Portraits of warriors seeking peace.
Military veterans are putatively honored in this military-minded country. However, writes Messner (Sociology and Gender Studies/Univ. of Southern California; King of the Wild Suburb: A Memoir of Fathers, Sons and Guns, 2011, etc.), “the voices of actual veterans who have fought our wars are mostly under the radar.” That is especially true, he adds, of veterans who have returned from war and now advocate peace—and resistance to war. Here, the author focuses closely on veterans of America’s most recent wars—in order, World War II, Korea, Vietnam, the Gulf War, and the Iraq War—to consider how their experiences intertwine with their activism and with their own self-identities. In the case of the WWII veteran–turned–peace activist, for instance, the “wartime thread…constitutes less than 2 percent of the tapestry of his life.” Yet, for all its brevity, his wartime experiences have proved formative, at least in part because he manifested symptoms of PTSD half a century after the war ended. Messner also examines the differing cultures to which veterans returned. In the case of Vietnam, the war was unpopular, but the anti-war movement “vibrant,” so that it included “thousands of antiwar veterans.” The wars in Iraq and Afghanistan, conversely, are ongoing and have yet to form a defining counterculture. Still, as one veteran/activist who saw naval duty in Operation Iraqi Freedom observes, wars make veterans who share common experiences: He was “adopted” by Vietnam veterans, who in turn encouraged activism in such areas as opposing the Trump administration’s anti-Muslim mandates, building a modern movement called Veterans for Peace, “calling for peace at home and abroad,” as the veteran says. “Not just calling for it, but working for it…and putting our bodies on the line for it.”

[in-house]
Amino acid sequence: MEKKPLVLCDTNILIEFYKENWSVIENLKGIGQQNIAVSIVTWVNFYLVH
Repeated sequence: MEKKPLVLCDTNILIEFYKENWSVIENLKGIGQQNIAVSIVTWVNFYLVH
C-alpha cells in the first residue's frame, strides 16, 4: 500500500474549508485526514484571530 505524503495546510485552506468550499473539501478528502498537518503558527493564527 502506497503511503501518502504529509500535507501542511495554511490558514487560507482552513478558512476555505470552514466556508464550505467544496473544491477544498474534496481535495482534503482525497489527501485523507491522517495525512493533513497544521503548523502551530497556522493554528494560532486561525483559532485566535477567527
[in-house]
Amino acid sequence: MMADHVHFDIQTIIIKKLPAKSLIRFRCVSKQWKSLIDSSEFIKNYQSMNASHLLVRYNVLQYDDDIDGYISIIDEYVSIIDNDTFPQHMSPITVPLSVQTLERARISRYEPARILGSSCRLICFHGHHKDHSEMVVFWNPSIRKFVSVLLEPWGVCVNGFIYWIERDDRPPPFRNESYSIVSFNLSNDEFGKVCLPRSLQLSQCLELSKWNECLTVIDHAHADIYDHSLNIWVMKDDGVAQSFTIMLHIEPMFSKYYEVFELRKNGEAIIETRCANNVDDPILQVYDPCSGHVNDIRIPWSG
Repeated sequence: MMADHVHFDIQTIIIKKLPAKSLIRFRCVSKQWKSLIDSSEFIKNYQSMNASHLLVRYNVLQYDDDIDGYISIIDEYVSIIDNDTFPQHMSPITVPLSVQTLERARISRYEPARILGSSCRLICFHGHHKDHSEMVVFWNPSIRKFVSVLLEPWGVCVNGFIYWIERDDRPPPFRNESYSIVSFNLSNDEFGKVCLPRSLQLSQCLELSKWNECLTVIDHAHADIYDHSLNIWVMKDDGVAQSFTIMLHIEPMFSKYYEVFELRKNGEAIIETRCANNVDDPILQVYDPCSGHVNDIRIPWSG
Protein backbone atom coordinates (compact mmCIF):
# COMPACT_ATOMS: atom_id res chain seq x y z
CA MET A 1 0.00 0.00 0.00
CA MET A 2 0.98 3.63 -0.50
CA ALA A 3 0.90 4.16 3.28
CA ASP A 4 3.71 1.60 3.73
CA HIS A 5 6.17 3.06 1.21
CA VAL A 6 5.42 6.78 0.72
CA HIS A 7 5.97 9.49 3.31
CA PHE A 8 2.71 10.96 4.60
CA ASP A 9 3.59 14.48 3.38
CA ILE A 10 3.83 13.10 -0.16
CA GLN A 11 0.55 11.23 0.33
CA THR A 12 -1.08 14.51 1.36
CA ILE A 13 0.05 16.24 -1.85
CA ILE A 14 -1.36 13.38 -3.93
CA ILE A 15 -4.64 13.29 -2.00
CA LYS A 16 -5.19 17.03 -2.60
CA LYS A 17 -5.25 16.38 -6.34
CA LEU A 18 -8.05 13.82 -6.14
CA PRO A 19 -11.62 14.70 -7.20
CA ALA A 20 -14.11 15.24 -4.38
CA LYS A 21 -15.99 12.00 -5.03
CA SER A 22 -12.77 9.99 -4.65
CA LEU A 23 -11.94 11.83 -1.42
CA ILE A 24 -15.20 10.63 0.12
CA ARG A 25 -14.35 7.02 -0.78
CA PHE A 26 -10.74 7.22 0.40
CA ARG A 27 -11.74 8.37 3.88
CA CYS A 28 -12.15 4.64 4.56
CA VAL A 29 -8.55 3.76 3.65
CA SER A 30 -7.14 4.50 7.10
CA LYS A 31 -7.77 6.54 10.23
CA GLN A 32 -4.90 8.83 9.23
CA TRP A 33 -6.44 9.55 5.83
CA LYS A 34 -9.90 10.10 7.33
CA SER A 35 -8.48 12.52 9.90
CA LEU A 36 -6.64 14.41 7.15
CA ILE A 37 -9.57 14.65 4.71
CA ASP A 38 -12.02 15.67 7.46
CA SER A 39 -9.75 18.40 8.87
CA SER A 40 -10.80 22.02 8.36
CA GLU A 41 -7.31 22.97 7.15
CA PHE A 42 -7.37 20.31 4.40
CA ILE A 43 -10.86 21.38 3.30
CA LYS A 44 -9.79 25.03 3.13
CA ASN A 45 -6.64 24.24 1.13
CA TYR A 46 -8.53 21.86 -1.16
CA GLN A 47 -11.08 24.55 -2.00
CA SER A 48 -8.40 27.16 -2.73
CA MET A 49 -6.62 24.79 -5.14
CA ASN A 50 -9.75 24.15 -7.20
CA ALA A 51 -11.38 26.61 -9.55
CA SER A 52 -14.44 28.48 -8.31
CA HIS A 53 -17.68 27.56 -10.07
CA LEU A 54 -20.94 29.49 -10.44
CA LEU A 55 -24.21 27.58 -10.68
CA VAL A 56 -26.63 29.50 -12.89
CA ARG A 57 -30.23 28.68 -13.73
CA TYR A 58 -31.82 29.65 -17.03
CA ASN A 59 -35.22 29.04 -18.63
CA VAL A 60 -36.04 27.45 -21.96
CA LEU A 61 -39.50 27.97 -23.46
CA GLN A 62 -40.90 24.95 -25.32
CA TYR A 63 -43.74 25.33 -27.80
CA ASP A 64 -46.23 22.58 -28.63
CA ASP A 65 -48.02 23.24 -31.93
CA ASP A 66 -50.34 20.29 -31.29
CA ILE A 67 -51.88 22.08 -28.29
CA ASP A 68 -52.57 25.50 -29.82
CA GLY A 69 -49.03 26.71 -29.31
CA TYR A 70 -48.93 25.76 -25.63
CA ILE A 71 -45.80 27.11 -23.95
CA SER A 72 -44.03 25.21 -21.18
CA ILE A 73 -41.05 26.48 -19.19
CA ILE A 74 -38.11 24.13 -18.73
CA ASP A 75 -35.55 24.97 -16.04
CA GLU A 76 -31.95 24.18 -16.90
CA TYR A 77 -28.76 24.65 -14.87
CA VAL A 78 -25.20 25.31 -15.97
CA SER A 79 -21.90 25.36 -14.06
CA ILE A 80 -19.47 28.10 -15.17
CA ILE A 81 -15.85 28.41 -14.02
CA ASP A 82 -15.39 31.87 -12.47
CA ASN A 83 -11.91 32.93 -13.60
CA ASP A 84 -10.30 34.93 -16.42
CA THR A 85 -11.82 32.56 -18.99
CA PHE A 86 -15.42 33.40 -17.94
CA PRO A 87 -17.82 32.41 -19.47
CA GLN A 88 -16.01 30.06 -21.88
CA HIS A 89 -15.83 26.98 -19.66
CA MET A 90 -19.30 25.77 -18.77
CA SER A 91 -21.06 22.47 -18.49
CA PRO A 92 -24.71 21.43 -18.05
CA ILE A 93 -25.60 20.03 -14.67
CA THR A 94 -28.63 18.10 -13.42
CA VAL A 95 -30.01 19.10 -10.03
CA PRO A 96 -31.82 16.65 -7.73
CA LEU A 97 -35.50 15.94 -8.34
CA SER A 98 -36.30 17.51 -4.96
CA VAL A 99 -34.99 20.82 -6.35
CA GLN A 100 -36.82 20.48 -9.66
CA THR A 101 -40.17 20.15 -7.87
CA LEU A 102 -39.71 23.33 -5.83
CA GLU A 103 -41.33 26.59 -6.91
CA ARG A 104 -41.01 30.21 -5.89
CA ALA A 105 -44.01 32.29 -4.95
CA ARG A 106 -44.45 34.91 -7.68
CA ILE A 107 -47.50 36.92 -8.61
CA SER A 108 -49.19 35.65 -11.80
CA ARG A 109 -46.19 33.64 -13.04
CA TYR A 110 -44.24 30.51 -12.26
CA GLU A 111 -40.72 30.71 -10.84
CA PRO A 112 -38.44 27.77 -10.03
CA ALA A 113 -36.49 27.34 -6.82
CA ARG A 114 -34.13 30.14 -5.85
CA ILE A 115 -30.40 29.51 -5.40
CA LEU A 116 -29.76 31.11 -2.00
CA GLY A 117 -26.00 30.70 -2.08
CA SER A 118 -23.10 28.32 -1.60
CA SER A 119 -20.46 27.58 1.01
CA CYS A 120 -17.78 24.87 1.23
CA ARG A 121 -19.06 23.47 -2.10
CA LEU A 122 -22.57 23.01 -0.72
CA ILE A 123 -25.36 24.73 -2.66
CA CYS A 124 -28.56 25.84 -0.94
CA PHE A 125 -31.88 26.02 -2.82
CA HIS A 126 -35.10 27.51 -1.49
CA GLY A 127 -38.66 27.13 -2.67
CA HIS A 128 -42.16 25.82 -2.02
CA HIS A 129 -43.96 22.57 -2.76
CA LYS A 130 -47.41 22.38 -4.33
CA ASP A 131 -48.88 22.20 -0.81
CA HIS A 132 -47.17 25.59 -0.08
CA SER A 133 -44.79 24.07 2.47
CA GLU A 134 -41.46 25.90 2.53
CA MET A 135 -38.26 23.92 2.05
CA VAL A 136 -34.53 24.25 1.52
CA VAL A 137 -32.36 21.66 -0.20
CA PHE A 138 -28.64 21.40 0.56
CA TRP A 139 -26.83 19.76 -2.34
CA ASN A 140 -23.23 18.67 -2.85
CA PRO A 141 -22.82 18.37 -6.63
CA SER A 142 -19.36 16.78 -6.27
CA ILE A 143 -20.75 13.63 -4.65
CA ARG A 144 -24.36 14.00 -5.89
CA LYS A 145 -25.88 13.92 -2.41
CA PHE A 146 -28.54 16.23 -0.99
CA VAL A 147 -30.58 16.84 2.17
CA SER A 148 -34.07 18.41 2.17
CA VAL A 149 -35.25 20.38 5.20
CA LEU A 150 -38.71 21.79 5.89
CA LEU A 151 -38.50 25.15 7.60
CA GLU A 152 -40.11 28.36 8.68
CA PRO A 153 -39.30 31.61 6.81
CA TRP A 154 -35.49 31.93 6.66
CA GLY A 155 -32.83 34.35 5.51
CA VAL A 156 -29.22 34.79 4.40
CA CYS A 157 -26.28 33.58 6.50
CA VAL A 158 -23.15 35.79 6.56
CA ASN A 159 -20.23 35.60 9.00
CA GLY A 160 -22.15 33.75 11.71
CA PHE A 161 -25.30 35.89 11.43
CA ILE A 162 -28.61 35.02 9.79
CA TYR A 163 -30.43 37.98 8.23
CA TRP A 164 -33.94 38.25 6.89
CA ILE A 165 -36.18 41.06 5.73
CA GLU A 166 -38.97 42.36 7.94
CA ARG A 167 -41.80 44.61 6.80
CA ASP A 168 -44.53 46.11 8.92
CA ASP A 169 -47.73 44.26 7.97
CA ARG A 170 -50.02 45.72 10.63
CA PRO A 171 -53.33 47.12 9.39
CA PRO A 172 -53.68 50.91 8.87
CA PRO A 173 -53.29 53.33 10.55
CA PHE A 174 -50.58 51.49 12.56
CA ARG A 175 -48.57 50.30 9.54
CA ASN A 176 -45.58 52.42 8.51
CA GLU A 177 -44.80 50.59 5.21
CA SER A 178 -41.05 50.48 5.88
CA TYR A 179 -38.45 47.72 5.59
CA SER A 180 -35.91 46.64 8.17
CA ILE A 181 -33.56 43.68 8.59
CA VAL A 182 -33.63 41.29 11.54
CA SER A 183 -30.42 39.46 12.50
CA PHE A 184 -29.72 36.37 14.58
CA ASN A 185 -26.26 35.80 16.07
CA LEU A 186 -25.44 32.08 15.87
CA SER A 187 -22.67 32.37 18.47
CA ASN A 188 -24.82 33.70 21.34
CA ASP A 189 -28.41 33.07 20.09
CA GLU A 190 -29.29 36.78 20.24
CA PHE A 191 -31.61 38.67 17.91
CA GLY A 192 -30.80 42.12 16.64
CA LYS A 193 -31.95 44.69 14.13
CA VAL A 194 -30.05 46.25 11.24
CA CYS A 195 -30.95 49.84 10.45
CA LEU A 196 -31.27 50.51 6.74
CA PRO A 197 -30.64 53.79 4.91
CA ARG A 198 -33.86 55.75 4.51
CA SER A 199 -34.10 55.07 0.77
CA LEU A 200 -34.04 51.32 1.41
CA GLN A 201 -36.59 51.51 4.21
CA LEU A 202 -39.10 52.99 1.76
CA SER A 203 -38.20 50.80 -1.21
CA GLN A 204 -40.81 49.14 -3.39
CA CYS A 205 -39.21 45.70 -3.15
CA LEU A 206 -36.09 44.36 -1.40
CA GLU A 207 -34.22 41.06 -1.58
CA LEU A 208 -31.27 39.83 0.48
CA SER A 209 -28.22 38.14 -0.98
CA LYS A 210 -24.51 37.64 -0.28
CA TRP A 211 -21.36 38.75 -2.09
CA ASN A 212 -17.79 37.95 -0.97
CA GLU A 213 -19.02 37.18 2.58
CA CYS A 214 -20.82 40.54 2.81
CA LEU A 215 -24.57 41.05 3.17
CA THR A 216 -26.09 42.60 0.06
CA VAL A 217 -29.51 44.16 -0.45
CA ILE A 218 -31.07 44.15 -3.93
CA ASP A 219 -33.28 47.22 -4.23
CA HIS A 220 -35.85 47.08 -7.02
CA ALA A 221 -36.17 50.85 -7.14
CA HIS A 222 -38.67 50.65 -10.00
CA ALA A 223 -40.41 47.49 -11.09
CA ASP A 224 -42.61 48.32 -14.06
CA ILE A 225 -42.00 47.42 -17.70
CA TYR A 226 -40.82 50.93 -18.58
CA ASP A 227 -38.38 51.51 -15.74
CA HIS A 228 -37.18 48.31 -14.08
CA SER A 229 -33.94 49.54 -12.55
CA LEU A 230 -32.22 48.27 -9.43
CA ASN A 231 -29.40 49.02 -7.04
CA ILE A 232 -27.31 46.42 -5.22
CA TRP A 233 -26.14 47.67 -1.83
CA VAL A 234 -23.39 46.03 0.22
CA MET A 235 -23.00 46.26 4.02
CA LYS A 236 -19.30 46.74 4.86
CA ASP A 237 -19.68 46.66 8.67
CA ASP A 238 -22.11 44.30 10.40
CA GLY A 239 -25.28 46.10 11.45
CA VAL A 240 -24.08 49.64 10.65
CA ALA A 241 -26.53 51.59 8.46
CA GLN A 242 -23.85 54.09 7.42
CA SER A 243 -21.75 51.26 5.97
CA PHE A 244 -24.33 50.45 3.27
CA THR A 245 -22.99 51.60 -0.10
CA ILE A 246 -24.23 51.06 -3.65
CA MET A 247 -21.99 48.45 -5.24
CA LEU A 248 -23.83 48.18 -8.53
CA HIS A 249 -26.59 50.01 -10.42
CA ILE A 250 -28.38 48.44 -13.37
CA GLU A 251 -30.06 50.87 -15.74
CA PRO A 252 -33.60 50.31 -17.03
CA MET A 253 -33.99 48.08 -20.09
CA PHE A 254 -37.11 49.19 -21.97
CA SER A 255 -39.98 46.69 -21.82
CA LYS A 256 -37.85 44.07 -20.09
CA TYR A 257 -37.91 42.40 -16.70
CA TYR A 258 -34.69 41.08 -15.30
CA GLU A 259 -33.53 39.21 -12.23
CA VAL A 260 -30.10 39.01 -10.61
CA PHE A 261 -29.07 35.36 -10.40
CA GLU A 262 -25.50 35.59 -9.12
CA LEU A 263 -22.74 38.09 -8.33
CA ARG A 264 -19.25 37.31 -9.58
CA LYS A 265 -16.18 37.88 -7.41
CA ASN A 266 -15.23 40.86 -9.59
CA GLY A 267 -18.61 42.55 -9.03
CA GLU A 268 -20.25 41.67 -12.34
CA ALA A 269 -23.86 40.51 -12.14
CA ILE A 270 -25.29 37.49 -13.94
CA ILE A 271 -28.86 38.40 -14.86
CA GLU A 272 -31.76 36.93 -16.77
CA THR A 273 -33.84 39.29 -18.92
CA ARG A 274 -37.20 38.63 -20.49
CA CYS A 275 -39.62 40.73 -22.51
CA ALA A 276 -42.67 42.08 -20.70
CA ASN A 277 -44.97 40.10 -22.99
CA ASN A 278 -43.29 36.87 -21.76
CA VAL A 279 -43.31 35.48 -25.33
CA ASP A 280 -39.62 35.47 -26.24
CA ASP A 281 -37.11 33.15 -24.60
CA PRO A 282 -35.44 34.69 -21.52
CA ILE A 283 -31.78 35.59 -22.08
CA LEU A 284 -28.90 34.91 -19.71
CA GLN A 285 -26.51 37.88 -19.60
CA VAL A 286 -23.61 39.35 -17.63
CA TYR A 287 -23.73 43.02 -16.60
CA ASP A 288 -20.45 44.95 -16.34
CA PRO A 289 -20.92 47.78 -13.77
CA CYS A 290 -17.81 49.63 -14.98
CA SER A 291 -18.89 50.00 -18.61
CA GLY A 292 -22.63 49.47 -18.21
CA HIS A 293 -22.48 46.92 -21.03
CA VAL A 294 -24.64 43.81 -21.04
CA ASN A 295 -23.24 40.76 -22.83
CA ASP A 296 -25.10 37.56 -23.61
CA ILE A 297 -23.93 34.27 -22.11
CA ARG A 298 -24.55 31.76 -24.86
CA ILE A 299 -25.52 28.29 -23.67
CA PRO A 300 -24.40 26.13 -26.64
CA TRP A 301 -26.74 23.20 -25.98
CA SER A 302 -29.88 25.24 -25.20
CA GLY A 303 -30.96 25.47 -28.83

Though anecdotal and with a small sample set, Messner’s narrative points the way for other activists seeking to build popular opposition movements.